Kids learn while adults relate to Disney’s latest sequel

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Staff Writer

In 2001, Pixar Animation Studios gave the world the delightful film, “Monsters Inc.” This entertaining saga follows the adventures of two monsters, Mike and Sulley, as they go about their daily lives trying to save the city of Monstropolis from being overrun by human children.

Now in 2013, Pixar has again given the world an enchanting look into the world of monsters. Mike (Billy Crystal) and Sulley (John Goodman) are back in action, but this time they are not the top scarers they will soon become. In this new prequel, they are not even friends; instead, they are college rivals attending the top scaring university in Monstropolis. Mike is a studious bookworm who has dreamed of becoming a scarer all his life. Sulley, on the other hand, attends college for the fun of it and scoffs at Mike’s determination to study hard and make good grades. The story follows this rivalry as each monster slowly learns to appreciate the other and accept his strengths and weaknesses.

There are some clichés and predictable scenarios present in “Monsters University” as in most children’s movies. However, many of these clichés will go over the children’s heads as they are targeted toward adults. One major example of this is the representation of the fraternities and sororities at Monsters U. The fraternities and sororities are misrepresented as brainless jocks and cheerleaders who solely attend college for the party lifestyle. Young children will recognize the themes and actions of right and wrong in this film, but it is the adults in the audience who will recognize these vintage caricatures and appreciate the homage to their own collegiate experiences.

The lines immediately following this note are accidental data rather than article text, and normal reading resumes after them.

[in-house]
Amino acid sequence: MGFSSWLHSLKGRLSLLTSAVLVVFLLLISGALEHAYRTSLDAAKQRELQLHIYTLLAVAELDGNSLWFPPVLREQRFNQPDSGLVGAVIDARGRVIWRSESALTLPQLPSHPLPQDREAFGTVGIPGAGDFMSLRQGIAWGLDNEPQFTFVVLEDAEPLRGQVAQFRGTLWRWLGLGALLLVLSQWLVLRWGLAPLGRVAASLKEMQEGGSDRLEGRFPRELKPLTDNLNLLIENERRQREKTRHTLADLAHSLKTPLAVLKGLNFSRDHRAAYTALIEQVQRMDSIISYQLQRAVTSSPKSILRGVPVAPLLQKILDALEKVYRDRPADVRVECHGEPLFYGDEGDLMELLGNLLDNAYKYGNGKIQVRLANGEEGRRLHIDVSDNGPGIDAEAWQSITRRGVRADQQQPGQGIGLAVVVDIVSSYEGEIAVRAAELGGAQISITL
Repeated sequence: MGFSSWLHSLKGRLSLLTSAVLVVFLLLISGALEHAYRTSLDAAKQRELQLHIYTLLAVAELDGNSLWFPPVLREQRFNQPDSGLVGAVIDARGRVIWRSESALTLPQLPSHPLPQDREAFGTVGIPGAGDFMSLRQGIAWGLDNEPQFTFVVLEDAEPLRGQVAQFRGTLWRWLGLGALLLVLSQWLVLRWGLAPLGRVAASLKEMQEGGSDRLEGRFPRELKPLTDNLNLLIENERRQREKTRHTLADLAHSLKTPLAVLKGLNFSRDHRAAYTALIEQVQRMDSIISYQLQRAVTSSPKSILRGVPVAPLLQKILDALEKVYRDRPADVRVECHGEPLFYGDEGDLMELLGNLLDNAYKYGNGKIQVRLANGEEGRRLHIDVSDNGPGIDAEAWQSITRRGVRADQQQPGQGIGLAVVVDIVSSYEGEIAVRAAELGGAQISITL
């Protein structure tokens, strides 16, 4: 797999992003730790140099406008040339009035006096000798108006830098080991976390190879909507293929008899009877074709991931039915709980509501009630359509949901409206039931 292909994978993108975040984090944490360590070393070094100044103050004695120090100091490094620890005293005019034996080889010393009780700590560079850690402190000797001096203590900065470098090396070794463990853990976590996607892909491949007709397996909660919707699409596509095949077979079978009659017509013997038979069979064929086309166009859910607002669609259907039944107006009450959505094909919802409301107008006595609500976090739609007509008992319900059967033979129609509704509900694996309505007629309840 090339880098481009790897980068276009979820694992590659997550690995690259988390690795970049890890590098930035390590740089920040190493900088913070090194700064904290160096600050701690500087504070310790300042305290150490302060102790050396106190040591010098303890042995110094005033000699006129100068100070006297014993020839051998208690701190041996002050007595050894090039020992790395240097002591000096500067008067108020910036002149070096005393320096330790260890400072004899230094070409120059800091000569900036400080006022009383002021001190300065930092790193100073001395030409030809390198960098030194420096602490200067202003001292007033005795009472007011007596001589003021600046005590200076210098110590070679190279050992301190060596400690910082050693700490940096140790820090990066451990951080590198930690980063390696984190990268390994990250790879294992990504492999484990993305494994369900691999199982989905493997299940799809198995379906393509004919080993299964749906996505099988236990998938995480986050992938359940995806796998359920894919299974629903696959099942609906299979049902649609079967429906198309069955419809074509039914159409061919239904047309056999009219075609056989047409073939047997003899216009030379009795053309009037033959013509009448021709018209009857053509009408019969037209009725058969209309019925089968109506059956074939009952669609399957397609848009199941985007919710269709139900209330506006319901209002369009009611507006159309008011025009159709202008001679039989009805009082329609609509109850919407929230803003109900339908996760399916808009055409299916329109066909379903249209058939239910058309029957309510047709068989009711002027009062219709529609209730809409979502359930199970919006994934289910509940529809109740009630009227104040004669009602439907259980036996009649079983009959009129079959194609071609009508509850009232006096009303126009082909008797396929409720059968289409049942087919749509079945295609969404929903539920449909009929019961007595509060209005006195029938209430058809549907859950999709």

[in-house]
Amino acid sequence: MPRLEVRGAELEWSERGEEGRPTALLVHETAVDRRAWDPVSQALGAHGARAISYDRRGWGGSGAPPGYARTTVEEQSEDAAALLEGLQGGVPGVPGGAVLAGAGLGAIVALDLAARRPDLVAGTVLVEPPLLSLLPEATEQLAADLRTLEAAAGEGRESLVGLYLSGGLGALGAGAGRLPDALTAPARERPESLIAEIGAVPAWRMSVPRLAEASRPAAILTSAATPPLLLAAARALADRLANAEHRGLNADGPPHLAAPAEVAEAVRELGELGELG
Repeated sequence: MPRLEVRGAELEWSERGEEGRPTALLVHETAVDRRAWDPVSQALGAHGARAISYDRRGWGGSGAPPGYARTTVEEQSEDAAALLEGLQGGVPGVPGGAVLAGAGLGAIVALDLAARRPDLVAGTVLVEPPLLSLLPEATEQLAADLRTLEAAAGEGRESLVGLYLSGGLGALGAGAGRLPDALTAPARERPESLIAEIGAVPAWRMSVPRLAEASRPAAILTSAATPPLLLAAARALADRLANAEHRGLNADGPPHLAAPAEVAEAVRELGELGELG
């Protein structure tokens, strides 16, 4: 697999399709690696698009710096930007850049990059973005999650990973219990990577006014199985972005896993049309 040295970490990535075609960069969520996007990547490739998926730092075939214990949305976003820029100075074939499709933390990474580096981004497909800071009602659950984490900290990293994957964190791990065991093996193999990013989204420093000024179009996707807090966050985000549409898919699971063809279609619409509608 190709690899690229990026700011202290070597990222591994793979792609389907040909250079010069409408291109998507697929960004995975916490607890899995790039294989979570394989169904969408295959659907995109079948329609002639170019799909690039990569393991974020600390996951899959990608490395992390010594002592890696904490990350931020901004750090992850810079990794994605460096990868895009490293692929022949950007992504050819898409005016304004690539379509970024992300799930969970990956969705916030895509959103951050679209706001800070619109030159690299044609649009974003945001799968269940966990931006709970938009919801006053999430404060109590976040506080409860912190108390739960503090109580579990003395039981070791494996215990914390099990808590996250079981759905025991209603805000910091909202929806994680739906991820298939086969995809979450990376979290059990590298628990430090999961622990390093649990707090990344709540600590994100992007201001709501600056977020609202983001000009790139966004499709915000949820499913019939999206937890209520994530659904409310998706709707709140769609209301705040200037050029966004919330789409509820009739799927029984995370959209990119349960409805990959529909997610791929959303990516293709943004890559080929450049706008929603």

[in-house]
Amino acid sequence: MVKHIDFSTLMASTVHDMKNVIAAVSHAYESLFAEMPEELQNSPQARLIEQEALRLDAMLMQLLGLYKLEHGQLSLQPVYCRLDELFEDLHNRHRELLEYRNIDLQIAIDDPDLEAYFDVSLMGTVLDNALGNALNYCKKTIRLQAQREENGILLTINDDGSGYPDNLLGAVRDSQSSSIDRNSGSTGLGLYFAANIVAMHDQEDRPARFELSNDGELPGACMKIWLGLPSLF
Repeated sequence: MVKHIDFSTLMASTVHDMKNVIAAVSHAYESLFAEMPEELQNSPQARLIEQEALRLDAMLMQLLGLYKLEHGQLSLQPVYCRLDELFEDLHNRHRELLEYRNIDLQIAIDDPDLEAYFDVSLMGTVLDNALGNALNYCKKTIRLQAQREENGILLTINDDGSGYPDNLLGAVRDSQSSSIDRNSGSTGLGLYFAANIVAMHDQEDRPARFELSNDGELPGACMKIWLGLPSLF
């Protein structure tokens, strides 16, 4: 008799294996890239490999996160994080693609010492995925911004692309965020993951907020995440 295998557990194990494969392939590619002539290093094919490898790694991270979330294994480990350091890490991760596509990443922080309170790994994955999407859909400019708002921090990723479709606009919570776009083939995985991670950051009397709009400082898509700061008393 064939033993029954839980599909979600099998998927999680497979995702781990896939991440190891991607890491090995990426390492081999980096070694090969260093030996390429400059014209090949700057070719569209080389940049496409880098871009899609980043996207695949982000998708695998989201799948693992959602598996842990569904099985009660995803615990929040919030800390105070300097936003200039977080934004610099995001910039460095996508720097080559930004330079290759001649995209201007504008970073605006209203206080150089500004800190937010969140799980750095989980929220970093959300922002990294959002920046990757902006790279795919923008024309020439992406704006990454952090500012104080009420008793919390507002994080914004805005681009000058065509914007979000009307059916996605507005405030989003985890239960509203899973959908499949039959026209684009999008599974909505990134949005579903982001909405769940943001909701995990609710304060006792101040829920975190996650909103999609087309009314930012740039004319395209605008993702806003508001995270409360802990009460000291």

“Monsters University” is also full of endearing themes of friendship and acceptance. Misfit fraternity Oozma Kappa is perceived by the popular groups as mediocre because of their strange and unusual monster members. Mike Wazowski is also at first unwilling to be associated with the unlikeable fraternity, but after being wholeheartedly accepted into their circle he finally sees past the monsters’ exteriors and embraces them as friends. Eventually following his rival now turned best friend’s example, Sulley also learns to accept the unpopular monsters, and together they achieve a new standing at the university.

“Monster’s University” is a delightful hour-and-a-half of fun, readily enjoyable by both children and adults alike. Children will love seeing their beloved monster friends again and following along with their new adventures, and adults will enjoy the film as much as their children if not more for the scenes of college life and the witty humor that Pixar has become known for.

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